In town recently--and as constant about swimming as about travel--I went looking for a place to do laps. I stopped first at the Coral Casino just across Channel Drive from the Four Seasons Biltmore Hotel, a Spanish Colonial beauty shaded by tall Monterey cypresses that opened in 1927. Marked by a graceful white Art Deco tower, the 51-meter pool--famously one meter longer than Olympic size--became a haunt for movie stars like Lana Turner and Clark Gable when it was added to the hotel in the mid 1930’s. It overlooks Bonnymede Shores where surfers challenge roiling breakers and chat up pretty co-eds at work on their tans between classes at UC Santa Barbara.
By the front door I looked yearningly at the pool’s glistening water, wide lap lanes, Jacuzzi and cabanas where waiters were delivering drinks. But you have to be a hotel guest or club member to enter and the front desk clerk wouldn’t even let me take a picture. I stopped a nice lady with plenty of jewelry on her way in who told me she paid big bucks for membership although she didn’t even swim.
Then, leaving behind the land of BMW’s, I drove along the waterfront to West Beach where I found Los Banos del Mar near the harbor at the foot of Castillo Street. Honestly, it’s almost as gorgeous as the Coral Casino and arguably more historic. The first swimming facility on the site opened 1901 with segregated steam-heated pools for men and women.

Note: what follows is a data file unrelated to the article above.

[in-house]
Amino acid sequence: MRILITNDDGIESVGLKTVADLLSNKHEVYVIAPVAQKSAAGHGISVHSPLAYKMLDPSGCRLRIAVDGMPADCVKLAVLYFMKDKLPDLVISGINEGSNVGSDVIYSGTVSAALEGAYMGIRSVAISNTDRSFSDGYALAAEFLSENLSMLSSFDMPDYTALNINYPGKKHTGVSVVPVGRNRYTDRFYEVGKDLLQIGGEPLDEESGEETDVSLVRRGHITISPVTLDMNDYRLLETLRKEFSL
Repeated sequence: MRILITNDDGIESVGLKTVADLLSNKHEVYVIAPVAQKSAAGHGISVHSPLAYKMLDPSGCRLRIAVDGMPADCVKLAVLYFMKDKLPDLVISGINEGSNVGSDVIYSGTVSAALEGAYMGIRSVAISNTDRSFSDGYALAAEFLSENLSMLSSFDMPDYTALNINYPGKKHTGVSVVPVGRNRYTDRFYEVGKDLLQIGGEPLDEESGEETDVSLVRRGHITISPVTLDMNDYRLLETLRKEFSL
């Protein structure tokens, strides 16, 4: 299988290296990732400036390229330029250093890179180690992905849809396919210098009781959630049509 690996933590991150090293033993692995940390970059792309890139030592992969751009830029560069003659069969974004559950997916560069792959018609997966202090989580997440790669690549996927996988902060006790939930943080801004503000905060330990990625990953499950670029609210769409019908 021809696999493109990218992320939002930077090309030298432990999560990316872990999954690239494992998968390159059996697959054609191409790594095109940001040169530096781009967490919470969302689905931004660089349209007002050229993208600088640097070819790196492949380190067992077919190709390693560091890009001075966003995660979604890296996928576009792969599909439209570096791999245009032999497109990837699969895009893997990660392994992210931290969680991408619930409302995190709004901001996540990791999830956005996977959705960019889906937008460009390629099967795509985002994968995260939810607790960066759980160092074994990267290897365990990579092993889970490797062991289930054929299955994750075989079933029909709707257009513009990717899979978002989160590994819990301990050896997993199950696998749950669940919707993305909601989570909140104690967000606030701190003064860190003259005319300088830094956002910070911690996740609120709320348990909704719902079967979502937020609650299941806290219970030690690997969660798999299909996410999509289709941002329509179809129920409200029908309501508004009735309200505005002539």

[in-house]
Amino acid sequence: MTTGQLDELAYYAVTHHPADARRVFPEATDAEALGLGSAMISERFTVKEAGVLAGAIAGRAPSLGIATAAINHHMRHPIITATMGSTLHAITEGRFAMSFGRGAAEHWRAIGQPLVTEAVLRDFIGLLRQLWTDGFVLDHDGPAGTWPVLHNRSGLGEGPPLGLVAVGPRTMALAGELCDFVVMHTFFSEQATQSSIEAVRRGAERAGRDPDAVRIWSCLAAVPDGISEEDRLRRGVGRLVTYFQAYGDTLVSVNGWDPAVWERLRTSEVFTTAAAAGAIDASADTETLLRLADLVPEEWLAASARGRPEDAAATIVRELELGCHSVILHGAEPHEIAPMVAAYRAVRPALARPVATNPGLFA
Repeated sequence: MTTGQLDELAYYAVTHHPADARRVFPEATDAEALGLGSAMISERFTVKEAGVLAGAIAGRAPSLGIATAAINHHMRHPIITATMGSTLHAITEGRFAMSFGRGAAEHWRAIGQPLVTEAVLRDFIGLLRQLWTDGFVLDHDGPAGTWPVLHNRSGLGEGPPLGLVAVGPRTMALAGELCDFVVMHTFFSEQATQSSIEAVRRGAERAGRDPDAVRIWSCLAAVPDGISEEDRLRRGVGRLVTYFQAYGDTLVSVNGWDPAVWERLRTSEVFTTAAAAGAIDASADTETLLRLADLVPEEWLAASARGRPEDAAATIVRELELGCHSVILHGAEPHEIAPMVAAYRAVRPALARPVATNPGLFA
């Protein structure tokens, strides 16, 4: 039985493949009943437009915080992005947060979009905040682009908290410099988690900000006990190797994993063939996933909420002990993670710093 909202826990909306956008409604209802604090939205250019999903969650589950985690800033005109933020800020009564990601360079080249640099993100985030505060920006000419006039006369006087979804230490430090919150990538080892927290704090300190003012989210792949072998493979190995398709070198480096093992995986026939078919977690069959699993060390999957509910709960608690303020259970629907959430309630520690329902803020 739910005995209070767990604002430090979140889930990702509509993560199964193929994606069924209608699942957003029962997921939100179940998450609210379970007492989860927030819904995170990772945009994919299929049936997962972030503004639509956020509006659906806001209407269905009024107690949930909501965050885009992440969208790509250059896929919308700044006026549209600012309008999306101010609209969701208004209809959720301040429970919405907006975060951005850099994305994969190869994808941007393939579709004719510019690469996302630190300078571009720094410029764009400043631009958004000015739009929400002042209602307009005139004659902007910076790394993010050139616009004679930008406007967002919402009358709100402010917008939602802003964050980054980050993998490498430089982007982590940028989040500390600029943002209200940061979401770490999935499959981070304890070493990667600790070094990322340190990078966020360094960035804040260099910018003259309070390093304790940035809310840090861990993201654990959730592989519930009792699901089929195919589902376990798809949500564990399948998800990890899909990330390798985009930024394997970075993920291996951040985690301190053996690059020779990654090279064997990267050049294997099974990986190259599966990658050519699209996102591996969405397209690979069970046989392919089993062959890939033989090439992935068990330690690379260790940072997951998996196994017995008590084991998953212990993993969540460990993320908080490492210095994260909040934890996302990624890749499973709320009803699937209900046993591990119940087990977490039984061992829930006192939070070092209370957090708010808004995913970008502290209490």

Now there‘s one big 50-meter pool with 7 lap lanes, heated to 80 degrees and open year round. The young woman at the front desk said I could do laps there for $5 and invited me to stay on for an afternoon pool party. The women’s locker room was immaculate, the pool deck surrounded by tall palms with an adjacent weight room for the most dedicated members of the Santa Barbara Swim Club, which makes Los Banos del Mar its home.
I dove right in. The water was delightful and the lanes so long that there’s never a traffic problem. Aquatic bliss for populists, grace à the bountiful and charming city of Santa Barbara. Read More 
Be the first to comment